We’ve all been depressed about what’s going on in the world regarding the COVID-19 outbreak, and baseball has become collateral damage. The 2020 baseball season has started its exhibition season, and will return on July 23rd, barring unforseen events. Regardless, you can read this blog in the alternate: the one where global pandemics were a myth and baseball got started in March and never stopped. We’re imagining the 2020 Mets season as if everything was normal, and will do so … or at least try to … until the end of the season. Enjoy these works of fiction.
Steven Matz, now firmly entrenched as the third starter after the rotation reshuffling at the break, had a chance to ease into that role against the Mariners on Sunday afternoon, and he pitched very well, giving up just one run on six hits and seven strikeouts (with only two walks.) Only problem was that Matz was matched by Taijuan Walker, who went one better by going seven innings while giving up only one run in what was easily his best start of the season.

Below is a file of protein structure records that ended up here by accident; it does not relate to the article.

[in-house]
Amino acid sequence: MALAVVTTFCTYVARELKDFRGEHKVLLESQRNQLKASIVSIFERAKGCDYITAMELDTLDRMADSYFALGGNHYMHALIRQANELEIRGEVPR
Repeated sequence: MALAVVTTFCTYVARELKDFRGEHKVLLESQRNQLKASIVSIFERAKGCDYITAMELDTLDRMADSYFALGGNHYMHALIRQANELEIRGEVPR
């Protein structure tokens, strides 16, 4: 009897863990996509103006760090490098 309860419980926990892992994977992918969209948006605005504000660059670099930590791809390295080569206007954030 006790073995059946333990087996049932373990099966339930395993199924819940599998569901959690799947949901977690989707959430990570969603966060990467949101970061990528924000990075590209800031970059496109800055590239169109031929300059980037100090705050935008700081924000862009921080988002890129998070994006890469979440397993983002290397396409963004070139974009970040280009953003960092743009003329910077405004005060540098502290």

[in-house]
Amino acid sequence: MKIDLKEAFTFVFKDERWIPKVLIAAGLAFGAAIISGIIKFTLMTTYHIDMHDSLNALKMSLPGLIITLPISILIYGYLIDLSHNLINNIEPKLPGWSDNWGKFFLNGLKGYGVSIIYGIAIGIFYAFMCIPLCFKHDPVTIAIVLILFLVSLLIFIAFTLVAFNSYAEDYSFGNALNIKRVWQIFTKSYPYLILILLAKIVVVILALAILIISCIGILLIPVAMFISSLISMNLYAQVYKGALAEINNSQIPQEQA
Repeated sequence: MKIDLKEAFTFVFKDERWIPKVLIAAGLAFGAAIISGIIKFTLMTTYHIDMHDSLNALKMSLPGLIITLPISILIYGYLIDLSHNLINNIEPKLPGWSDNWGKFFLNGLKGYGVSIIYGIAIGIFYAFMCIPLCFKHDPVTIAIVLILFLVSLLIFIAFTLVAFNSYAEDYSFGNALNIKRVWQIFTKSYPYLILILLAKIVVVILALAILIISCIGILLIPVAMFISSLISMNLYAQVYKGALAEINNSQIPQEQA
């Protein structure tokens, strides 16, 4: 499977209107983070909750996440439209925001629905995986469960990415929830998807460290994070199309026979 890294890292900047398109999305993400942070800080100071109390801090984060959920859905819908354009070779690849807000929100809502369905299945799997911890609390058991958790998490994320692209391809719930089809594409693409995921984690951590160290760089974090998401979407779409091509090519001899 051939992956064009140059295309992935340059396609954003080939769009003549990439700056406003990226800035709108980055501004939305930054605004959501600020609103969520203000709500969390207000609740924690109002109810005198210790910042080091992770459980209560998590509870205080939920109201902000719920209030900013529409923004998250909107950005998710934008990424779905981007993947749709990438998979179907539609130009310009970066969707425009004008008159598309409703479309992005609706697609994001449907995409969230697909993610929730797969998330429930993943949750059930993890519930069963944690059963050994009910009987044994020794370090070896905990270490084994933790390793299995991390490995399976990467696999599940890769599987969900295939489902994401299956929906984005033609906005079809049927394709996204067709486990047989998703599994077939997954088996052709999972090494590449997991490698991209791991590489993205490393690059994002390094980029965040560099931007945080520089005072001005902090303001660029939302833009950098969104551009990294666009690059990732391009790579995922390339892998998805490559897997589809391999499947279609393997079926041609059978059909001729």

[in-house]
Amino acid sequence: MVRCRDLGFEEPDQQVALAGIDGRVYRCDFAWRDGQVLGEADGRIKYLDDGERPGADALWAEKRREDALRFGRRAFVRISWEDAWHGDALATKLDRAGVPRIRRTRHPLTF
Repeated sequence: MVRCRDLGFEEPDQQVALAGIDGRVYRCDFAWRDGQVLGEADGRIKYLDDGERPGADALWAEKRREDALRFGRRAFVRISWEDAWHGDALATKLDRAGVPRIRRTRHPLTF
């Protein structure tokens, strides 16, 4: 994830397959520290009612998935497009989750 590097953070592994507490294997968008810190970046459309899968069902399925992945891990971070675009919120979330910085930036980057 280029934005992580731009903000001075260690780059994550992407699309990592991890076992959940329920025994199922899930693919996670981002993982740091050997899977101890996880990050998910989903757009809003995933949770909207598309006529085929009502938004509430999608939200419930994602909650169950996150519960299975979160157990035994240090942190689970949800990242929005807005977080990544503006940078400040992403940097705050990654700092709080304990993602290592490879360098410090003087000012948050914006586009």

The bullpens then matched each other in a crisp slog that went to the 14th inning before we reached a conclusion. With two outs in the bottom of the inning, Erik Swanson walked Robinson Cano and gave up a bloop single to J.D. Davis. Then, the sin of all sins, he hits Jake Marisnick with a pitch to load the bases to bring up Tomas Nido with the bases loaded.
At this point with two outs I’m dreading a pitch down the middle being popped up. And if there was a pitch down the middle I’m sure that would have happened the way this game was going. (Of course, this would have also meant more churros from the churro stand which meant they would have had to roll me out of Citi Field.) But Swanson threw four pitches that weren’t even close to being down the middle and the Mets had themselves a walk-off walk and a series sweep of Seattle, whose pitching staff I wish we could face 162 times.
The Mets, at 55-44, are on to Cincinnati.
Today’s Hate List
- Gerald Williams
- Josh Willingham
- Matt Beaty
- Kenny Rogers
- Aaron Heilman